Dealers call these
2 July 1999
By Mark Pilarski
I hate gambling with my cousin. Not only is he
irritating to other players on the table, he is
very abusive to the dealer. You have no idea how
many times the dealer has to tell him, could you
please do this, don't do that. How about some
written table manners I can pass his way? Janie
A front-line employee of a casino, Janie, must
obey two rules when it comes to customers-even
your cousin. One, the player is always right,
and two, if the player is wrong, see rule number
one. Not easy when a decent percentage of
players are running on high octane drinks and
losing money. And though Bozo players (what we
would call your cousin) get their fair share of
negative commentary in the employee breakroom, a
dealer who lashes out at any customer would be
But me, I've been paroled from my 18-year casino
sentence, so I can dole out some table etiquette
without repercussion. Here goes.
Know the proper hit/stand signals for the
blackjack game you're playing.
In baseball, it's two hands for beginners; on a
live blackjack game, the opposite. Some casinos
are real touchy-feely (throw you out) about you
doing anything funny to the cards.
Once you've placed your wager, don't touch your
bet until you get paid.
If the cards are running against you, don't keep
asking for a new deck. If you don't like your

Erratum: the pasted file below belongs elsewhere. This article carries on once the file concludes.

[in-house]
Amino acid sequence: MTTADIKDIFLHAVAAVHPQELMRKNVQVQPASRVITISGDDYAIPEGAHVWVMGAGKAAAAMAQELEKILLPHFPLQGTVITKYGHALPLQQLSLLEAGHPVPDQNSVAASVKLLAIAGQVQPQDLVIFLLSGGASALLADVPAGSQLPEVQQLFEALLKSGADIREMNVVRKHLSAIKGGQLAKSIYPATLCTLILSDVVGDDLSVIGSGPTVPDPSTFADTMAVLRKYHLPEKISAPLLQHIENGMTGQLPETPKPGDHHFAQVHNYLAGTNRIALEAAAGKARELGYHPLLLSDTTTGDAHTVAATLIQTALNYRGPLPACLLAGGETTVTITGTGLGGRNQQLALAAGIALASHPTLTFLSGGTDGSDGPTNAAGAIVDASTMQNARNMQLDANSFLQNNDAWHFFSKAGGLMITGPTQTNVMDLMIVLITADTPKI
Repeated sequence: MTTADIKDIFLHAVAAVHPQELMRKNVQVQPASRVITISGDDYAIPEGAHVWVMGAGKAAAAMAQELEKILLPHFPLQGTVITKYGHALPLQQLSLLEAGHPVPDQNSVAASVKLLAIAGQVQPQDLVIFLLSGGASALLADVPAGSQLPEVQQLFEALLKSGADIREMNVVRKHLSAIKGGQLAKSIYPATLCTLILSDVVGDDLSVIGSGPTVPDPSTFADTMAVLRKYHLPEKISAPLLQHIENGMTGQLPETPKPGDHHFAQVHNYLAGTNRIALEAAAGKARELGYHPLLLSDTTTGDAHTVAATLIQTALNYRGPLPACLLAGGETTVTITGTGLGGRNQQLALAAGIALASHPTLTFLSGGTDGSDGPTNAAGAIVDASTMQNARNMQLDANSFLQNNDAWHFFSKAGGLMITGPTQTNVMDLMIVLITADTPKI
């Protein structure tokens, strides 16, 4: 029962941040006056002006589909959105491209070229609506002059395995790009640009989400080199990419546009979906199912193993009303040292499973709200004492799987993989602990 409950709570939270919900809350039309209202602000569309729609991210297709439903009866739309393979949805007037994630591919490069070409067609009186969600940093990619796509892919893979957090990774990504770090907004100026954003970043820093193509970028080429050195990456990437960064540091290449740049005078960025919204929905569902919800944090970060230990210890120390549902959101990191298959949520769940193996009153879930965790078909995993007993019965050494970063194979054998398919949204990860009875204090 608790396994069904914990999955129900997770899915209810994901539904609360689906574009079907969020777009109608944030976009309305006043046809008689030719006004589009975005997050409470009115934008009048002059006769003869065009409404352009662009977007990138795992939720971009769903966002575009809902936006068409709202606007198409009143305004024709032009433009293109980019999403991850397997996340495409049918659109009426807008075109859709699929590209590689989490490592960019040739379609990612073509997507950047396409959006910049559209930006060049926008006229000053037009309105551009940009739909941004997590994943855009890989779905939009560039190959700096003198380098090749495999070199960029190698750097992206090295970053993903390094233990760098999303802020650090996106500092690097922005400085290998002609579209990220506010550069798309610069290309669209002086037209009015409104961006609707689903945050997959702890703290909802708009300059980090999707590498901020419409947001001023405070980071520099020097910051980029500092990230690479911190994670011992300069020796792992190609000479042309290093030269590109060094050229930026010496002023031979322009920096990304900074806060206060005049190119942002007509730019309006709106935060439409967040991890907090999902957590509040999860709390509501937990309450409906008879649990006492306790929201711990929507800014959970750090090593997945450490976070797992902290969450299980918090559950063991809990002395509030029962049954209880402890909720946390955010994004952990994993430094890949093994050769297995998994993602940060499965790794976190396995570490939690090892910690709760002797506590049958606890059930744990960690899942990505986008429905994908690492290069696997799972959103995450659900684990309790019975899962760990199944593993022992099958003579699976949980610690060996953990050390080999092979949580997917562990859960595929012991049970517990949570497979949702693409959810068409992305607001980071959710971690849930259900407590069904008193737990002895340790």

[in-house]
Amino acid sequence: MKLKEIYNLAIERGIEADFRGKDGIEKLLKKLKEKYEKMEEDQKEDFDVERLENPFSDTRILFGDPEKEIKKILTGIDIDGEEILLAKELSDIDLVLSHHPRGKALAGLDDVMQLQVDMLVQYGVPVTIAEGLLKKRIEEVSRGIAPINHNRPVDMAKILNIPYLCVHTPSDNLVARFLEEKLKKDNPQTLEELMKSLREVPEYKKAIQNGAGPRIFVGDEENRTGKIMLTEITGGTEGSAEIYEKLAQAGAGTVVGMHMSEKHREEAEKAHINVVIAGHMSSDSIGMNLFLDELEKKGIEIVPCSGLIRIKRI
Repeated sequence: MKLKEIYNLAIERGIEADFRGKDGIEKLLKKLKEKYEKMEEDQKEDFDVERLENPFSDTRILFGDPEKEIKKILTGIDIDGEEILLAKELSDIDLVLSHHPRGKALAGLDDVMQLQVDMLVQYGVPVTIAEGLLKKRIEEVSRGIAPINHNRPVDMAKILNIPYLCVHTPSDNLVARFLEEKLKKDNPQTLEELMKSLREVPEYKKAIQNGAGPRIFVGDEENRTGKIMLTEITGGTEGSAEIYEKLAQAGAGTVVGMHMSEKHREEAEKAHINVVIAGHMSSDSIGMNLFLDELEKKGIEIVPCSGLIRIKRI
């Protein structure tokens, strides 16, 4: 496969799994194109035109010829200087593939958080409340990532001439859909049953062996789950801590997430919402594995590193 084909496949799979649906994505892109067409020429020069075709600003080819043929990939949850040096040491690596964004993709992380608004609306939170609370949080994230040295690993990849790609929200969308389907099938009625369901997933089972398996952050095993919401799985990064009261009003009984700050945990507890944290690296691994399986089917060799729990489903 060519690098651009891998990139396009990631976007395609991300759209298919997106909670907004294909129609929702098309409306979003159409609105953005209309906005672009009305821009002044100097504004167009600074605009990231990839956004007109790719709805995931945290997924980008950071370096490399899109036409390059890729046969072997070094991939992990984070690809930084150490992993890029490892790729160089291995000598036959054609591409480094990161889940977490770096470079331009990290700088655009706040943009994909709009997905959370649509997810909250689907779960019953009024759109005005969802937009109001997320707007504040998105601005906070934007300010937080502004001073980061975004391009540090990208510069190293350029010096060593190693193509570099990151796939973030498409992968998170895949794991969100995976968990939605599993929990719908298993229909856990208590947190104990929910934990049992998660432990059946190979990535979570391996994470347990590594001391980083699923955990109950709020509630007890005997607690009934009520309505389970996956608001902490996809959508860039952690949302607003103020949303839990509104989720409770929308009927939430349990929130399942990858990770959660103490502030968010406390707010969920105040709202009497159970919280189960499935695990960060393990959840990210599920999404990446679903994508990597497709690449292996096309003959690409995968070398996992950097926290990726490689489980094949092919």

cards, move to another table.
Expect with abusive language an early departure
from the casino.
Don't ask the dealer what her hole card is.
Dealers won't risk their job over your wager.
There's nothing wrong with asking for advice,
but not after the dealer looks under her
If you lose several hands in a row, don't accuse
the dealer of cheating. Most (99.999%) don't.
It's most likely a bad run of cards plus let's
not discount poor play. Also, abusing "the
messenger" for crummy cards lacks any form of
If you're using a basic strategy card
(recommended), don't refer to it each and every
hand. You should have a basic understanding on
how to play most of your hands well before you
sit down on a game.
Using these lines? "Are you going to be nice to
me?" Question is, are you going to be nice to
them. "Where are you from?" It's most likely on
their nametag. "Do you live here?" Yes, we're
not Martians commuting from Mars. Try some other
light conversation. Note: About every recipe I
know, from avocado dip to chicken wings, came
from some customer.
Don't walk up to a dealer and tell him he looks
bored, make him shuffle a 6-deck shoe just to
play one $5 bet, lose, then walk.
When betting for the dealer (worth at least
three separate columns), keep the ratio a
reasonable one. I once had a professional
baseball player betting three hands at $500 a
whack, with just a 50¢ bet for me, the dealer,
every third shuffle. One month earlier he signed
a multi-million-dollar, 5-year contract. His
initials are. I better not.
Once the hand has been completed, don't turn
your cards over to help the dealer. Dealers have
a routine and you're just slowing them down.
Besides, dealers need to spread the cards a
certain way so the cameras can read them.
Finally, dealers really don't care if the sign
outside their casino says "certified friendly
dealers." They just want to be treated like you
would want to be treated.